Today, oxygen makes up roughly 21 per cent of our air, but it was virtually non-existent in Earth’s early atmosphere. Soon after the advent of photosynthesis 2.4 billion years ago, oxygen levels crept up to 1 or 2 per cent – if you were to breathe this air, you would die almost immediately.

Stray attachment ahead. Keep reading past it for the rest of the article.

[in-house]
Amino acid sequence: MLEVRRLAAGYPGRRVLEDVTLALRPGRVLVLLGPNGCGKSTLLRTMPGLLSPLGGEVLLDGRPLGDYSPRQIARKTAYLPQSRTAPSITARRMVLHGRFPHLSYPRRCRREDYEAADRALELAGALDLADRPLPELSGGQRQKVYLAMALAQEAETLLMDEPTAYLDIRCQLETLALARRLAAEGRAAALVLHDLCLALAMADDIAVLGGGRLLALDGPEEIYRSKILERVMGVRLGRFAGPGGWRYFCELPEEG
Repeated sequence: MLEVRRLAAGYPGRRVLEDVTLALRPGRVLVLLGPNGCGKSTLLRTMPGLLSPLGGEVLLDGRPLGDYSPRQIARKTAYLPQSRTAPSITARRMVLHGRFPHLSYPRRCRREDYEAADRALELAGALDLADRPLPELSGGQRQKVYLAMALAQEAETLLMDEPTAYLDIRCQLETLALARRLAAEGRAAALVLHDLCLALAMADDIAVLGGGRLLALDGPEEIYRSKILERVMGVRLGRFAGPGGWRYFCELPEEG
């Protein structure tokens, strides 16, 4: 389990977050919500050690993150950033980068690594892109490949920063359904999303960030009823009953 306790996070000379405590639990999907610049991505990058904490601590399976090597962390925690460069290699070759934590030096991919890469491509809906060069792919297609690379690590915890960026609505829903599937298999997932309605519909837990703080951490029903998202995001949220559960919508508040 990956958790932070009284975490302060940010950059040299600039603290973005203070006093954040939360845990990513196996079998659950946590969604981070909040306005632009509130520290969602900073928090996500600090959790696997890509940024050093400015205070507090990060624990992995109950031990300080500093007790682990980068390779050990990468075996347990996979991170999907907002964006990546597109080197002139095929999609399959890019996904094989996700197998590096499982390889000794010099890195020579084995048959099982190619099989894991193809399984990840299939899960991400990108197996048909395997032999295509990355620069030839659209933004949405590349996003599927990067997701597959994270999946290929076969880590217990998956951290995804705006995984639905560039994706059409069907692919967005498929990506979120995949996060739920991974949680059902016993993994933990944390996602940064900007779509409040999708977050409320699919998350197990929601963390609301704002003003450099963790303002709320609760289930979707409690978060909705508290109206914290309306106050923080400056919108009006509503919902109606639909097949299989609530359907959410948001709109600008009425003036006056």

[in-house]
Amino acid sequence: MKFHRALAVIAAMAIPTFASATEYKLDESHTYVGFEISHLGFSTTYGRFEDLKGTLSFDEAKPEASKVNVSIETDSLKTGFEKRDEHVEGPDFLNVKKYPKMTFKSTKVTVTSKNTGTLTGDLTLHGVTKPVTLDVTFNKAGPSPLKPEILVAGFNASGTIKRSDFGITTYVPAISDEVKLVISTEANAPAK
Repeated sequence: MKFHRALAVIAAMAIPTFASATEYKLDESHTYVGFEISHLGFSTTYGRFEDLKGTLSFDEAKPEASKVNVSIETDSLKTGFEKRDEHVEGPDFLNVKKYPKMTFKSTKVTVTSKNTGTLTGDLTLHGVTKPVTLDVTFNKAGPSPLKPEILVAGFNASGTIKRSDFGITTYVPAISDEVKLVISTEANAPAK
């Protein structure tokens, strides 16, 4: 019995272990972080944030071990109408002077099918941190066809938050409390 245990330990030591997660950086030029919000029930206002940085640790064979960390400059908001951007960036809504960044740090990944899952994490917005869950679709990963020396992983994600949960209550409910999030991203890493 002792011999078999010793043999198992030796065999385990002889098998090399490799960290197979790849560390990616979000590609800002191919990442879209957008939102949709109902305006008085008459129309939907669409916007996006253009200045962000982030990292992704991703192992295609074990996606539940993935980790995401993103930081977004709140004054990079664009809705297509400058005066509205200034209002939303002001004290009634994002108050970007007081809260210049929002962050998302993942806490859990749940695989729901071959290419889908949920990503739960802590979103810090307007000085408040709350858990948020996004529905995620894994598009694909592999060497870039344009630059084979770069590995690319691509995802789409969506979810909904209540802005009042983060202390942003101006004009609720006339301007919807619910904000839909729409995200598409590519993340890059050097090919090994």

Between 850 and 600 million years ago, oxygen concentrations increased steadily from 2 to about 10 per cent: still not enough for humans to survive on. Fast forward to 400 million years ago and you could just about breathe but might feel dizzy and confused on about 16 per cent oxygen. Around 300 million years ago, oxygen levels reached a human-friendly 19 per cent and have not dropped below since.